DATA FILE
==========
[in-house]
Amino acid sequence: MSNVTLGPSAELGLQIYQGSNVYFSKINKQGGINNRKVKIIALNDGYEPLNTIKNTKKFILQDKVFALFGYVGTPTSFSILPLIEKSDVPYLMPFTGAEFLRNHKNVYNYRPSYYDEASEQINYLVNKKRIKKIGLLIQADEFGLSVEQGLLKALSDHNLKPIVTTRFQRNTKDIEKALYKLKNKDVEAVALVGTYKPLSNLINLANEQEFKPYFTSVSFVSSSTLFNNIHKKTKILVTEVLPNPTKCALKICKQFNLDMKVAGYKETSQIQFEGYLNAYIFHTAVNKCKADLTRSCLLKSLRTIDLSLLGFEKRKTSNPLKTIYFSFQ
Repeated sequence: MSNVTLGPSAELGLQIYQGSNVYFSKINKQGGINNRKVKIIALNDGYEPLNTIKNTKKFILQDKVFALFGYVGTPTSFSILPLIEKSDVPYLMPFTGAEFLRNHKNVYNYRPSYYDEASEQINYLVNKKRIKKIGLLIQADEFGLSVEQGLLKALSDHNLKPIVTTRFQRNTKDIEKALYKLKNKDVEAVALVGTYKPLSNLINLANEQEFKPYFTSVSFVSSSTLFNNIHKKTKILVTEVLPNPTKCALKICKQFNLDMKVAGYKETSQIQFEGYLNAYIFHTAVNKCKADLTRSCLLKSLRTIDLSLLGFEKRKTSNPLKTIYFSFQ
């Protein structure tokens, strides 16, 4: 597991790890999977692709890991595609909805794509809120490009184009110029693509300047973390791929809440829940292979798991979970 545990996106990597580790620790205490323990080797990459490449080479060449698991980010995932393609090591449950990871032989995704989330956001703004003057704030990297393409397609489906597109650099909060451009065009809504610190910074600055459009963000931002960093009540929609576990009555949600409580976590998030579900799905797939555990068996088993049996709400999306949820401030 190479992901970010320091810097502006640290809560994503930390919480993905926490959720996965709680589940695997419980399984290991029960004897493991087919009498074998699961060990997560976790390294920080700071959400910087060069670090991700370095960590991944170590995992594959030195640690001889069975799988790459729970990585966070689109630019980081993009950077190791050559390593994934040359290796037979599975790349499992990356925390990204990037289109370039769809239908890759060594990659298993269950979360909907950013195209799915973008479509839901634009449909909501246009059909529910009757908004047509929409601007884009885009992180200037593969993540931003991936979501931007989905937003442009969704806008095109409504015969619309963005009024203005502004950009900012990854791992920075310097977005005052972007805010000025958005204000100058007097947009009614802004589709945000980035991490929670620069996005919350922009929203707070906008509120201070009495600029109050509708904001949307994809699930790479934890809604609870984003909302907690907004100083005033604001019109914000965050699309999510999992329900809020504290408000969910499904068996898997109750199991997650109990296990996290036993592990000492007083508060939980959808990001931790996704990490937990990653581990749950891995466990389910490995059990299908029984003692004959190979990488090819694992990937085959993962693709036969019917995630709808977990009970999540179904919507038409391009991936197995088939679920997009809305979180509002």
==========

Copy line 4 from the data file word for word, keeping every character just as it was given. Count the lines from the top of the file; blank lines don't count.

């Protein structure tokens, strides 16, 4: 597991790890999977692709890991595609909805794509809120490009184009110029693509300047973390791929809440829940292979798991979970 545990996106990597580790620790205490323990080797990459490449080479060449698991980010995932393609090591449950990871032989995704989330956001703004003057704030990297393409397609489906597109650099909060451009065009809504610190910074600055459009963000931002960093009540929609576990009555949600409580976590998030579900799905797939555990068996088993049996709400999306949820401030 190479992901970010320091810097502006640290809560994503930390919480993905926490959720996965709680589940695997419980399984290991029960004897493991087919009498074998699961060990997560976790390294920080700071959400910087060069670090991700370095960590991944170590995992594959030195640690001889069975799988790459729970990585966070689109630019980081993009950077190791050559390593994934040359290796037979599975790349499992990356925390990204990037289109370039769809239908890759060594990659298993269950979360909907950013195209799915973008479509839901634009449909909501246009059909529910009757908004047509929409601007884009885009992180200037593969993540931003991936979501931007989905937003442009969704806008095109409504015969619309963005009024203005502004950009900012990854791992920075310097977005005052972007805010000025958005204000100058007097947009009614802004589709945000980035991490929670620069996005919350922009929203707070906008509120201070009495600029109050509708904001949307994809699930790479934890809604609870984003909302907690907004100083005033604001019109914000965050699309999510999992329900809020504290408000969910499904068996898997109750199991997650109990296990996290036993592990000492007083508060939980959808990001931790996704990490937990990653581990749950891995466990389910490995059990299908029984003692004959190979990488090819694992990937085959993962693709036969019917995630709808977990009970999540179904919507038409391009991936197995088939679920997009809305979180509002």